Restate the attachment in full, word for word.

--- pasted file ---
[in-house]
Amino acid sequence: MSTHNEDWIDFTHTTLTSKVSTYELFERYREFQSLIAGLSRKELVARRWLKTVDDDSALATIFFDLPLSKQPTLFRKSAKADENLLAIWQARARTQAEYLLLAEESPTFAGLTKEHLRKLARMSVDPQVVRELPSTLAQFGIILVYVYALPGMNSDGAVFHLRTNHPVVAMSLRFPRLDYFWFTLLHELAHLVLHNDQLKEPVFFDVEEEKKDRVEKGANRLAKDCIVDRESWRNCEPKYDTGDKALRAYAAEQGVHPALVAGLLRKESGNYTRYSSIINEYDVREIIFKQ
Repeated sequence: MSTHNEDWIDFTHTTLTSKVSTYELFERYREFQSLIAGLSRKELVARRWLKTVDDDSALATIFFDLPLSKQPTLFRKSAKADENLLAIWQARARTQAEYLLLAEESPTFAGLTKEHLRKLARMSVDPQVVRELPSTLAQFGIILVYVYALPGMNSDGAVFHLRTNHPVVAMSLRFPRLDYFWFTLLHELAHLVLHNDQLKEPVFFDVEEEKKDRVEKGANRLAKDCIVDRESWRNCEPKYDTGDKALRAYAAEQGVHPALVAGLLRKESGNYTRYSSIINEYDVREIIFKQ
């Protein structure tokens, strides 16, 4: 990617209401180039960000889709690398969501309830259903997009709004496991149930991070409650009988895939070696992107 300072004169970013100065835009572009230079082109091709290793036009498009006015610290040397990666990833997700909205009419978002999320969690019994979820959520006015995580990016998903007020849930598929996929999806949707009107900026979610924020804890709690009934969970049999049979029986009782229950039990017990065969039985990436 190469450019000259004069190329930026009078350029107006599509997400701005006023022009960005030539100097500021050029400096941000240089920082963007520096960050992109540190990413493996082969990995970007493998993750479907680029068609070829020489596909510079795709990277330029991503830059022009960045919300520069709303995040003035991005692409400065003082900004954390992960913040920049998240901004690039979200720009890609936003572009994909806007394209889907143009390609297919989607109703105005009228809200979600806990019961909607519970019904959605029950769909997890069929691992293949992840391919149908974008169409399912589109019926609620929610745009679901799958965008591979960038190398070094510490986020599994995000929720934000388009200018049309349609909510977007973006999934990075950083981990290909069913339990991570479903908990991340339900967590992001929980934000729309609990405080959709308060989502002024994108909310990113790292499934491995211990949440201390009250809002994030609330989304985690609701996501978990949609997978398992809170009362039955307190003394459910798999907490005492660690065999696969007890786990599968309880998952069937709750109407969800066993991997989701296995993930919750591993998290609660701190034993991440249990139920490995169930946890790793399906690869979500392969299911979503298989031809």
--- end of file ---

[in-house]
Amino acid sequence: MSTHNEDWIDFTHTTLTSKVSTYELFERYREFQSLIAGLSRKELVARRWLKTVDDDSALATIFFDLPLSKQPTLFRKSAKADENLLAIWQARARTQAEYLLLAEESPTFAGLTKEHLRKLARMSVDPQVVRELPSTLAQFGIILVYVYALPGMNSDGAVFHLRTNHPVVAMSLRFPRLDYFWFTLLHELAHLVLHNDQLKEPVFFDVEEEKKDRVEKGANRLAKDCIVDRESWRNCEPKYDTGDKALRAYAAEQGVHPALVAGLLRKESGNYTRYSSIINEYDVREIIFKQ
Repeated sequence: MSTHNEDWIDFTHTTLTSKVSTYELFERYREFQSLIAGLSRKELVARRWLKTVDDDSALATIFFDLPLSKQPTLFRKSAKADENLLAIWQARARTQAEYLLLAEESPTFAGLTKEHLRKLARMSVDPQVVRELPSTLAQFGIILVYVYALPGMNSDGAVFHLRTNHPVVAMSLRFPRLDYFWFTLLHELAHLVLHNDQLKEPVFFDVEEEKKDRVEKGANRLAKDCIVDRESWRNCEPKYDTGDKALRAYAAEQGVHPALVAGLLRKESGNYTRYSSIINEYDVREIIFKQ
């Protein structure tokens, strides 16, 4: 990617209401180039960000889709690398969501309830259903997009709004496991149930991070409650009988895939070696992107 300072004169970013100065835009572009230079082109091709290793036009498009006015610290040397990666990833997700909205009419978002999320969690019994979820959520006015995580990016998903007020849930598929996929999806949707009107900026979610924020804890709690009934969970049999049979029986009782229950039990017990065969039985990436 190469450019000259004069190329930026009078350029107006599509997400701005006023022009960005030539100097500021050029400096941000240089920082963007520096960050992109540190990413493996082969990995970007493998993750479907680029068609070829020489596909510079795709990277330029991503830059022009960045919300520069709303995040003035991005692409400065003082900004954390992960913040920049998240901004690039979200720009890609936003572009994909806007394209889907143009390609297919989607109703105005009228809200979600806990019961909607519970019904959605029950769909997890069929691992293949992840391919149908974008169409399912589109019926609620929610745009679901799958965008591979960038190398070094510490986020599994995000929720934000388009200018049309349609909510977007973006999934990075950083981990290909069913339990991570479903908990991340339900967590992001929980934000729309609990405080959709308060989502002024994108909310990113790292499934491995211990949440201390009250809002994030609330989304985690609701996501978990949609997978398992809170009362039955307190003394459910798999907490005492660690065999696969007890786990599968309880998952069937709750109407969800066993991997989701296995993930919750591993998290609660701190034993991440249990139920490995169930946890790793399906690869979500392969299911979503298989031809």